Other compounds can also be attached to the same polymer, e.g., a cytotoxin, a label, or another targeting agent, e.g., another target-binding agent or an unrelated agent. Mono-activated, alkoxy-terminated polyalkylene oxides (PAO's), e.g., monomethoxy-terminated polyethylene glycols (mPEG's); C1-4 alkyl-terminated polymers; and bis-activated polyethylene oxides (glycols) can be used for crosslinking. See, e.g., U.S. Pat. No. 5,951,974.

In its most common form poly(ethylene glycol), PEG, is a linear or branched polyether terminated with hydroxyl groups and having the general structure:


HO—(CH2CH2O)n—CH2CH2—OH

PEG can be synthesized by anionic ring opening polymerization of ethylene oxide initiated by nucleophilic attack of a hydroxide ion on the epoxide ring. Particularly useful for polypeptide modification is monomethoxy PEG, mPEG, having the general structure:


CH3O—(CH2CH2O)n—CH2CH2—OH

For further description, see, e.g., Roberts et al. (2002) Advanced Drug Delivery Reviews 54:459-476.

The covalent crosslink can be used to attach a target-binding agent (e.g., a protein) to a polymer, for example, crosslinking to the N-terminal amino group and epsilon amino groups found on lysine residues, as well as other amino, imino, carboxyl, sulfhydryl, hydroxyl or other hydrophilic groups. The polymer may be covalently bonded directly to the target-binding protein without the use of a multifunctional (ordinarily bifunctional) crosslinking agent. Covalent binding to amino groups is accomplished by known chemistries based upon cyanuric chloride, carbonyl diimidazole, aldehyde reactive groups (PEG alkoxide plus diethyl acetal of bromoacetaldehyde; PEG plus DMSO and acetic anhydride, or PEG chloride plus the phenoxide of 4-hydroxybenzaldehyde, activated succinimidyl esters, activated dithiocarbonate PEG, 2,4,5-trichlorophenylcloroformate or P-nitrophenylcloroformate activated PEG). Carboxyl groups can be derivatized by coupling PEG-amine using carbodiimide. Sulfhydryl groups can be derivatized by coupling to maleimido-substituted PEG (e.g. alkoxy-PEG amine plus sulfosuccinimidyl 4-(N-maleimidomethyl)cyclohexane-1-carboxylate) (WO 97/10847) or PEG-maleimide commercially available from Shearwater Polymers, Inc., Huntsville, Ala.). Alternatively, free amino groups on the binding protein (e.g. epsilon amino groups on lysine residues) can be thiolated with 2-imino-thiolane (Traut's reagent) and then coupled to maleimide-containing derivatives of PEG, e.g., as described in Pedley et al., Br. J. Cancer, 70: 1126-1130 (1994).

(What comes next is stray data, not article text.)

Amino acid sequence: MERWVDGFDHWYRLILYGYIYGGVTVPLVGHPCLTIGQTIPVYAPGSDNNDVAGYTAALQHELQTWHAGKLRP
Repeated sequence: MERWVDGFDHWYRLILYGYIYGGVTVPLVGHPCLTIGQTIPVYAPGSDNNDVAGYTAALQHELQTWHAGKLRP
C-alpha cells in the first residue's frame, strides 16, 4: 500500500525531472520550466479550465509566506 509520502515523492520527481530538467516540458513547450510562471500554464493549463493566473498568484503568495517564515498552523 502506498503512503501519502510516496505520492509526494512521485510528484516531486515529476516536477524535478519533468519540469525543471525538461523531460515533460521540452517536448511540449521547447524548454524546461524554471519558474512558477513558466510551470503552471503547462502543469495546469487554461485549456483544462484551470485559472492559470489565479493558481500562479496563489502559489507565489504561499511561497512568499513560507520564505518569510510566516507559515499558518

Functionalized PEG polymers that can be attached to a Tie1 ectodomain-binding agent or a VEGF antagonist agent are available, e.g., from Shearwater Polymers, Inc. (Huntsville, Ala.). Such commercially available PEG derivatives include, e.g., amino-PEG, PEG amino acid esters, PEG-hydrazide, PEG-thiol, PEG-succinate, carboxymethylated PEG, PEG-propionic acid, PEG amino acids, PEG succinimidyl succinate, PEG succinimidyl propionate, succinimidyl ester of carboxymethylated PEG, succinimidyl carbonate of PEG, succinimidyl esters of amino acid PEGs, PEG-oxycarbonylimidazole, PEG-nitrophenyl carbonate, PEG tresylate, PEG-glycidyl ether, PEG-aldehyde, PEG vinylsulfone, PEG-maleimide, PEG-orthopyridyl-disulfide, heterofunctional PEGs, PEG vinyl derivatives, PEG silanes, and PEG phospholides. The reaction conditions for coupling these PEG derivatives may vary depending on the Tie1 ectodomain-binding agent or a VEGF antagonist agent involved, the desired degree of PEGylation, and the PEG derivative utilized. Some factors involved in the choice of PEG derivatives include: the desired point of attachment (such as lysine or cysteine R-groups), hydrolytic stability and reactivity of the derivatives, stability, toxicity and antigenicity of the linkage, suitability for analysis, etc. Specific instructions for the use of any particular derivative are available from the manufacturer.